The following day was erev Yom HaZikkaron, the day leading into Memorial Day for Israel’s fallen soldiers and victims of terror. I went to Tel Aviv for my last days in Israel and I was in a car with my cousin Charlotte when the siren sounded at 8pm announcing this solemn day. Along with almost everyone else, we stopped, got out of the car and stood in silence for the duration of the wailing siren. It is very powerful to witness the country coming to a virtual standstill for this minute, as an act of remembrance; the buses stop in the middle of the streets and the passengers get out and stand to attention. The consciousness is focused and very different to Memorial Day in the US as I have experienced it. From the time that siren sounds (and there is a second, longer siren at 11am the next morning), all of the shops, bars and restaurants are closed, and for the whole day, TV and radio stations play solemn music and stories of those lost in conflict, terror, violence. My cousin and I were on our way to HaYarkon Park to join over 6,000 people for an alternative ceremony, a “tekes”organized by The Parents Circle – Bereaved Families Forum and Combatants for Peace, which had both Israelis and Palestinians talking about their devastating, shared losses and their hopes and dreams. There was music, video and very moving testimonies. The Israeli Supreme Court had overturned Defense Minister Avigdor Lieberman’s ruling to ban the Palestinian participation and over 100 were permitted to come and be part of this ceremony of shared memory. The main speaker was Israel’s acclaimed author David Grossman, who lost his own son Uri in the Lebanon war. He blew me away with such eloquence and gentleness, and his passionate and challenging words to Israel on this sad day. He said that Israel was a fortress and not yet a home; claiming that while so, so many groups are marginalized and while the occupation continues, Israel cannot really be called a home. He spoke of the complexity and diversity and humanity of so many and, in a brilliant reworking of a phrase in the Talmud, he said “Elu v’elu divrei Yisralim chayyim – these and these are the words of living Israelis.” You can read his full speech here. There were very angry protesters outside shouting slogans of hate and massively delaying the exit after it was over, but I was so moved and grateful to have experienced this loving and hopeful act of shared memory and commitment to a better future.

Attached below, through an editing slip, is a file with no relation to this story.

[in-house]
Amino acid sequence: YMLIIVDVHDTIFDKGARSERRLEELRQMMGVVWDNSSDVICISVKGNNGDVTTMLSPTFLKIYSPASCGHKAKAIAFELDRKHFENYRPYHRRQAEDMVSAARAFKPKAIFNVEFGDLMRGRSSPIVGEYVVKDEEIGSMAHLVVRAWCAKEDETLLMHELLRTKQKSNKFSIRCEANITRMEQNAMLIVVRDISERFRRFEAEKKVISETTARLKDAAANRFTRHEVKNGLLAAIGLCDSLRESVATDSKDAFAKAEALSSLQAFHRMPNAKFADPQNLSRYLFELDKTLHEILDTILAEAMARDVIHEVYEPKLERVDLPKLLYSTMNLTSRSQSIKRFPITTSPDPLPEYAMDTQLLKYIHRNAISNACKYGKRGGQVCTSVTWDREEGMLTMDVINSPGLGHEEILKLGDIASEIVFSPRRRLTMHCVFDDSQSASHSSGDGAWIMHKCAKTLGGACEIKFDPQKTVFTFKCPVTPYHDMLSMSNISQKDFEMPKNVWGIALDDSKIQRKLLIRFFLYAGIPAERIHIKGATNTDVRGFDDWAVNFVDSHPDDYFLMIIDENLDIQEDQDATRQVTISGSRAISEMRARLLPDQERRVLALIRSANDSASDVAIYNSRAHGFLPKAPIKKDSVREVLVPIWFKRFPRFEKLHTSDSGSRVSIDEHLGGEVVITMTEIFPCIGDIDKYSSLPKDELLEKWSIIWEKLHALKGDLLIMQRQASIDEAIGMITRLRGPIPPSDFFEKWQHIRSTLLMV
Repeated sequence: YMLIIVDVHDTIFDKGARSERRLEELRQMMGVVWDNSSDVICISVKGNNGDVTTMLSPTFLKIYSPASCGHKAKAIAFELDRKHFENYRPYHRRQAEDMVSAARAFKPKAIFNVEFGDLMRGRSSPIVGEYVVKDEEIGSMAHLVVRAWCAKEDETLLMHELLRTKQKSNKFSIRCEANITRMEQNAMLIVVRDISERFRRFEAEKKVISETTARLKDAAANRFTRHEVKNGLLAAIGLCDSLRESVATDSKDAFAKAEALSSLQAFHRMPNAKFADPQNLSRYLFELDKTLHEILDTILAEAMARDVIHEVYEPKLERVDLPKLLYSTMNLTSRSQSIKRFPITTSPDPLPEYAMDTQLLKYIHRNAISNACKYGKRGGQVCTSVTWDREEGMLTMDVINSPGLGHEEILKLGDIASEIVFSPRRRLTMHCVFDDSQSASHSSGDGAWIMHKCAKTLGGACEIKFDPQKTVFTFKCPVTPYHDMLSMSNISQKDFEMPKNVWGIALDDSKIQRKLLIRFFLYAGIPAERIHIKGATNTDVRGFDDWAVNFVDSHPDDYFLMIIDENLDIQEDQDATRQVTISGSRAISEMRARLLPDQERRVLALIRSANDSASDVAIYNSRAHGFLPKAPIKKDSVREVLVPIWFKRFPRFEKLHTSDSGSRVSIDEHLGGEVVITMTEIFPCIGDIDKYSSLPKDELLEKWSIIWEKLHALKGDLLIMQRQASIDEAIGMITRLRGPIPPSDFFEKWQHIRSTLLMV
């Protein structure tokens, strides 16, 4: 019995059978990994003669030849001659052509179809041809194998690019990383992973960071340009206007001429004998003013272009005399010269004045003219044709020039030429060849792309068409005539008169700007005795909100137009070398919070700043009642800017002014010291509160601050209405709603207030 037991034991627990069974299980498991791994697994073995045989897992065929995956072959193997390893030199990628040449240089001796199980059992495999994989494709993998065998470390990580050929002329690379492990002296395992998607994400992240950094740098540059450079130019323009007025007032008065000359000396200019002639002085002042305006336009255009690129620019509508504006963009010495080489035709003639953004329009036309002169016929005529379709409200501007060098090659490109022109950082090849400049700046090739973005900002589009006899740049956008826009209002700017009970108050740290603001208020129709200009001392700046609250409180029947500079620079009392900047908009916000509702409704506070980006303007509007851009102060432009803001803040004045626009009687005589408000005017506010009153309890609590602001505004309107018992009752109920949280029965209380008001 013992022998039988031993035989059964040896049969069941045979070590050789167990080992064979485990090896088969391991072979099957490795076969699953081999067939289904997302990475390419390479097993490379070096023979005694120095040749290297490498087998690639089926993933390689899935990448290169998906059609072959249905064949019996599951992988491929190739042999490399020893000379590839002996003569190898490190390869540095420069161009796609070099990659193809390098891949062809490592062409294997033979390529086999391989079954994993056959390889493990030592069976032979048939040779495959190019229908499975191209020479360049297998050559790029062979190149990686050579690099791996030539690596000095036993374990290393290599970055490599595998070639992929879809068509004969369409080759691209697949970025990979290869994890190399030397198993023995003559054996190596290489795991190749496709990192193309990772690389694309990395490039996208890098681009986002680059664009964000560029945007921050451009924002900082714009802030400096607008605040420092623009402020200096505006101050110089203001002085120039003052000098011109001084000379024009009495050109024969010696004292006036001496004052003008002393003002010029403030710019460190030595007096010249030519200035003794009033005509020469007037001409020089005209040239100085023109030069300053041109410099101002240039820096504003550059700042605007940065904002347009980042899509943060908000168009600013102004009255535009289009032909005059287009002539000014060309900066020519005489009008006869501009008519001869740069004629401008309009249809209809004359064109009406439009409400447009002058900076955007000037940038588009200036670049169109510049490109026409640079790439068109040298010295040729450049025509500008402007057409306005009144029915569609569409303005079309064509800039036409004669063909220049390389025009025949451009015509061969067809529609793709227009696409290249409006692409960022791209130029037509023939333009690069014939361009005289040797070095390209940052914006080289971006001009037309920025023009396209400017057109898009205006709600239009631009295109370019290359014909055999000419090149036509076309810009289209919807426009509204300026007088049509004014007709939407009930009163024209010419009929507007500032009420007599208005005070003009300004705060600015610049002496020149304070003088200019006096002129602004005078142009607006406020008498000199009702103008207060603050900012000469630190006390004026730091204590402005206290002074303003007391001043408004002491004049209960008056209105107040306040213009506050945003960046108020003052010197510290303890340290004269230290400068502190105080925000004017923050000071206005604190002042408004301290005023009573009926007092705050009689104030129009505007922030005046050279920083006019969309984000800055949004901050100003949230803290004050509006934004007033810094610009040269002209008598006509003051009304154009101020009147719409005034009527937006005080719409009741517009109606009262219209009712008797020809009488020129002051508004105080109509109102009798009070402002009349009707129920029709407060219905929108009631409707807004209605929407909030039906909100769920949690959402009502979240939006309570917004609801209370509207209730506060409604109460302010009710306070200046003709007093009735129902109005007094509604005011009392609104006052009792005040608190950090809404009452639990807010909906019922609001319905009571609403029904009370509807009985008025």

Yom HaZikkaron was my last day, for now, in Israel, but I did see the beginning of Yom Ha’Atzmut, Independence Day, before heading to the airport. I spent most of the day by a pool and on the beach with family and friends, stopping once again for the sounding of the siren, but I joined the same friend Rebecca from the American Colony Hotel, for a special Havdalah ceremony, marking the transition from memory to celebration. Most Israelis move very quickly from a day of sadness, solemnity and introspection to a day of fireworks, music, dancing and barbecues. Some bizarre traditions have emerged, like hitting one another with giant, inflatable hammers and spraying each other with shaving foam – both products very available for purchase. Beit Tefillah Yisraeli, the Havdalah host, is a very popular and vibrant, Tel Aviv based community integrating progressive Jewish prayer and Israeli culture. It was a very beautiful event beginning at 6pm as Yom HaZikkaron was drawing to a close and going into the beginning of Yom Ha’Atzmaut. Just as the transition from Shabbat to the week has its special ritual, so the creators of this ceremony have felt that this transition needs its own ritual. With moving songs, prayers, readings and teachings to mark the last moment of the day of memory, there is then a specially designed Havdalah with candles, wine and spice and adapted blessings to ease into the reality of celebration, as the joyful music and dancing begins. There was a great deal of depth and beauty in this event and I was grateful to have this very different experience to the one the previous night before leaving the land. We left the Einav Cultural Center in central Tel Aviv and entered into Kikar Rabin (Rabin Square) where the party was beginning in full force for Israel’s 70th birthday party! We saw the impressive firework display, and yes, the hammers and the foam and the flags and thousands of people in the streets. There was a gigantic stage set up in Rabin Square where performances and video would be going on well into the early hours of this Independence Day.
That was the scene in the streets of Tel Aviv that I left to get a taxi to the airport for my long journey home and, as always when I spend time in Israel, however short or long, my body, heart and mind are all stirred up with the many different images, sensations, thoughts and feelings of this beautiful and complex place. There is so much to celebrate on Israel’s 70th birthday, this land I love; Israel has always felt like a home for me since I first arrived there almost 35 years ago, but David Grossman’s important and provocative words are alive in me as I write this on the plane on the way home. Home. What is a home? A place where we feel safe to be just who we are, peaceful and secure, with good relationships with our neighbors for whom this is also home. There is so much to celebrate and still so much more to do.